Abandoned basket emails: the good, the bad and the ugly
With 73% of shopping carts left to become idle, abandoned basket retargeting is a key part of the digital marketing mix.
It might be that users are price checking, or that they intend to complete their purchase later or on a different device, so in truth, these may not all be genuine abandonments.
Either way, with the help of analytics integrations or third-party suppliers, marketing managers are proactively trying to recover that 'low hanging fruit' through abandoned basket emails, and with different creative treatments, messaging and abandonment times, there is quite a spectrum of tactics being employed to do so.
Unfortunately, as with a lot of campaigns it seems that 'getting it live' is where attention ends, leading to little or no ongoing optimisation.
We all know that when it comes to chasing that last penny of commission, our entrepreneurial friends in the affiliate industry never fail to innovate.
Quido recently sent me an email following up on a link to Easyjet Holidays that I'd clicked on whilst looking for a last minute ski deal.
Subject line: You didn't complete your purchase...
With a direct subject line, simple and clean creative treatment, it simply prompts the user they haven't completed their booking and re-explains the cash back benefit to the user to help influence the booking.
Quidco also hedges its bets in this communication by displaying related offers of similar products and services that might be of interest.
Incidentally, Easyjet Holidays didn't bother to follow up on the holiday I left idle in their shopping basket.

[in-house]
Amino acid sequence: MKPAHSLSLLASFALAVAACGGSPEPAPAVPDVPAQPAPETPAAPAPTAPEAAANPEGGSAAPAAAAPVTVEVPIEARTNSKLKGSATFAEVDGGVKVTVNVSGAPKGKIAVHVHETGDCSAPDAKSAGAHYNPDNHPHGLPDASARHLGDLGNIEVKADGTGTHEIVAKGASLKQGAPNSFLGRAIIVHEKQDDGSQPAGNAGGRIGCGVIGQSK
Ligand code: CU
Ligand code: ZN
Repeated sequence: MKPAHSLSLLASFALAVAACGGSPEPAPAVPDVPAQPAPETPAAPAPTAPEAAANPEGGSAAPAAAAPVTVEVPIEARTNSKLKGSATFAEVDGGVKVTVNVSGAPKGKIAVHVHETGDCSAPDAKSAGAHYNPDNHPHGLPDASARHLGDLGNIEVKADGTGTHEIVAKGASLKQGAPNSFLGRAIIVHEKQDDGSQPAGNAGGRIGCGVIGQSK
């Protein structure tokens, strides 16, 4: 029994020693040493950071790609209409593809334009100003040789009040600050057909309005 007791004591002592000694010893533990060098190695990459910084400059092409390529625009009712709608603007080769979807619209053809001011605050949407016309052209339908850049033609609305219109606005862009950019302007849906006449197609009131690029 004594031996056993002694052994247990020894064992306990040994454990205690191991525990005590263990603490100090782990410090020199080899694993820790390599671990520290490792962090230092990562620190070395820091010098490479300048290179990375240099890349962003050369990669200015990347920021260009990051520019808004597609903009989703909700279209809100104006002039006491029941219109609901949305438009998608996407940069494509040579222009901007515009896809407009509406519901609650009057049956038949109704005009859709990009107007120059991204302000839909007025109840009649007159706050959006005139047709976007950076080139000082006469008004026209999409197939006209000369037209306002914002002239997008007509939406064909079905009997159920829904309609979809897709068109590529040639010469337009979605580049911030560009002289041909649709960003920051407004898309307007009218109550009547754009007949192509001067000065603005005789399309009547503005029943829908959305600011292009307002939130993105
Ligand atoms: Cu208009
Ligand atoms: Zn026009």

Boots Kitchen Appliances
I need to admit that this is in fact an old one now (I received it over a year ago, so I am digging into the archives a little), but I thought it was really effective so it deserved a mention.
Again a simple subject line and clearly displaying a telephone number in the header, this email includes a call to action to take the user back to their basket, which recreated my shopping bag within the 7-days.
It also includes a whole host of reasons to complete the purchase including price, delivery methods, and Advantage Card points.
Subject line: Your Saved Basket
I think the only additional elements that could be added to this are prices and quantity in stock, particularly if they are discounted or end of range items, and perhaps positive customer testimonials or product reviews.
At this point, it's worth saying that by 'bad', what I really mean is 'could do better'
These were intentional abandonments to test the approach of Paul Smith.
I abandoned two separate products (on different browsers and with different email addresses) and found that this high-end luxury brand treats a shopper wanting to spend £45 on an keyring the same as one of high value worth looking to buy a handbag at £849.
Subject line: A Reminder from Paul Smith
Repeatedly in email marketing strategy we are talking about segmentation and profiling to offer more personalised messaging. So why Paul Smith, who in store would adjust their service to reflect the choice of items a customer was interested in, treats every online user as the same is beyond me.
This has missed a trick.
In fact, design of this email works for me.
We're sure that anyone who has considered printing business cards, post cards, and even photo products will have agree that Vistaprint offers a competitive price to personalise virtually any product you can imagine.
What's more, its deperation to cross sell throughout the checkout process is like nothing I have ever seen before. (Try Go Daddy - Ed)
Unfortunately, its email retargeting is also like nothing I've ever seen before (or quite frankly ever want to see again).
Since abandoning a product, I have received no less than six emails reminding me to complete my purchase.
We'd suggest this was a little excessive, never mind whether it's actually legal.